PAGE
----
The weather at the time of the accident was clear, although it had been raining and the highway was wet. The defendant Campbell stated that the plaintiff Richmond gave no signal of his intention to turn to the right or to stop, and that when he came to the top of a small rise in the highway he was about 100 feet behind this plaintiff, at which time the motor scooter was almost stopped. He stated that he first intended to go around but was prevented from doing so because of an oncoming car, and that when he applied his brakes he skidded into the motor scooter. The operator of the motor scooter, James F. Richmond, stated that he gave a hand signal about 20 feet before he attempted to turn right and that the stop light on his motor scooter was in working order the evening before the accident. He further stated that he did not know anyone was following him, that no signal by horn or otherwise was given by the defendant and that he could not see defendant in the rear vision mirror because it was foggod up.

The question of negligence and contributory negligence were submitted to the jury under proper instructions of the court, and the jury resolved the question of liability in favor of the plaintiffs. It is conceded by the defendant that the question of liability is not involved in this appeal.

Three motions were made in the trial court by the plaintiffs to set aside the verdicts of the jury. A motion was made on behalf of each of the plaintiffs to set aside the verdicts in their favor and to grant a new trial to each of them. A motion was made by the plaintiff Melvin E. Richmond for a new trial upon the issue of damage alone. All of the motions were overruled by the trial court. It is the contention of the appellants, plaintiffs below, that the trial court erred in not setting aside the verdicts and in not awarding to them new trials because the verdicts were inadequate, contrary to the law and evidence, and contrary to the instructions of the court; that error was committed in the refusal to give Instruction Number 4, offered by the plaintiffs; and that the court erred in not awarding the plaintiff Melvin E. Richmond a new trial upon the issue of damages alone.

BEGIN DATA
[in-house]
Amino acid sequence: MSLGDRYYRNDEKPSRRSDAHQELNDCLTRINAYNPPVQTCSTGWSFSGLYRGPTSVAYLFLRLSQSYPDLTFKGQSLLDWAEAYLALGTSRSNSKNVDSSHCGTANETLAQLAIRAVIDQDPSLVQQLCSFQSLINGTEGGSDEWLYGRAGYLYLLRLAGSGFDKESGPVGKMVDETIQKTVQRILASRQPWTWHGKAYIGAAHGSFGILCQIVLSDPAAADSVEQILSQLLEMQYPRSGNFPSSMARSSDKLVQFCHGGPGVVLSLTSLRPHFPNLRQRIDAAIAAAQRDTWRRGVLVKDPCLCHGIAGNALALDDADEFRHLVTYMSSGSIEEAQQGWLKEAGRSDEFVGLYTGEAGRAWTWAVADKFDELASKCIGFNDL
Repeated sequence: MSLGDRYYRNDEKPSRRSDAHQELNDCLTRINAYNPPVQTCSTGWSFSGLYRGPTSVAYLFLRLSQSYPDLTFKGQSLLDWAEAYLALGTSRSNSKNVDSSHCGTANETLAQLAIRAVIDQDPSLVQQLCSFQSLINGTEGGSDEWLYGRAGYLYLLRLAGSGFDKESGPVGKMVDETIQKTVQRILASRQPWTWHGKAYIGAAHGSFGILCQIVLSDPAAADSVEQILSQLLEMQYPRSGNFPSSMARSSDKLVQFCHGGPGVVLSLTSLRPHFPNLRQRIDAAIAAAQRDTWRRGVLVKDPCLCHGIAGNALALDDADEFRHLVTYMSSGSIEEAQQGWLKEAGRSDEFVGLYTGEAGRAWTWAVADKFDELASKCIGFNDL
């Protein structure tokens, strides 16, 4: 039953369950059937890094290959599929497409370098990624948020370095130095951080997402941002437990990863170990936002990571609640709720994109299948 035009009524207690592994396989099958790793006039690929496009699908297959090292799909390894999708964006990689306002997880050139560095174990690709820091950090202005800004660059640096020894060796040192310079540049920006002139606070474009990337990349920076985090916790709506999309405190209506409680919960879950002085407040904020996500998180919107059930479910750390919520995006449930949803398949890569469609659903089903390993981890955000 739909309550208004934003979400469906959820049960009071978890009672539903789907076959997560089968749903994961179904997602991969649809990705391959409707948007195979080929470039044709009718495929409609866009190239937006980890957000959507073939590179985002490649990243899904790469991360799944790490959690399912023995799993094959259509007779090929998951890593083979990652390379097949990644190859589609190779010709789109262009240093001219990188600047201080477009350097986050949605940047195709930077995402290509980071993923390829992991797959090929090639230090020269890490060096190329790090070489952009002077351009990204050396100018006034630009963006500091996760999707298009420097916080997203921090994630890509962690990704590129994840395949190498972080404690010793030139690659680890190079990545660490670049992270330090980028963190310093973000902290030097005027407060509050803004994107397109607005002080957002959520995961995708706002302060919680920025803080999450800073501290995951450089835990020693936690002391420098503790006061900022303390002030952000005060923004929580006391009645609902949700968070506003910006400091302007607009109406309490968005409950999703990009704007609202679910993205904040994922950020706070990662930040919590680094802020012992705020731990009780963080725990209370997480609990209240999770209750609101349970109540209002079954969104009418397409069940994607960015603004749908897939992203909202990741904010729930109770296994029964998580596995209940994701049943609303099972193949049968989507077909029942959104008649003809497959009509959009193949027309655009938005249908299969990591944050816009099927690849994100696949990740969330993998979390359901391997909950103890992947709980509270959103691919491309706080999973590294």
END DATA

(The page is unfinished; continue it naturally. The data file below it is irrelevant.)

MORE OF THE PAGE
The plaintiff James F. Richmond received severe injuries in the accident which included a compound, comminuted fracture of the lower leg, concussion, contusions and abrasions about the face and body, the fracture of the lower right leg necessitating the use of a cast on the leg which was worn from September 5, 1961, until April 11, 1962. He remained in the hospital for a period of two weeks and was then cared for by his mother at his home. As a result of the injuries his right leg was left about three-quarters of an inch shorter than his left leg and his right leg was atrophied to an extent that it was an inch or more smaller than the other one. After being discharged from the doctors' care and upon the completion of physio-therapy treatments on October 4, 1962, over a year after the accident, it was the opinion of the doctors that although he could do work around filling stations, clerk in a store and drive a truck, he would be physically unable to do strenuous manual labor because of his injuries.

It is conceded by the parties that Melvin E. Richmond, father of James, is entitled to recover on his own behalf for loss of wages of his infant son, and for the actual medical, hospital and other expenses incurred as a result of the injuries to his son and the jury was so instructed by the court. The exact amount proved during the trial of this case as to expenses incurred for injuries received by James Richmond for medical, hospital and other expenses amounted to $1400.55, and the loss of wages during the time he was incapacitated from the date of the injuries to the time he was discharged by the doctors amounted to $4598.53, or a total of $5999.08.

James F. Richmond had been recently graduated from high school, and the day...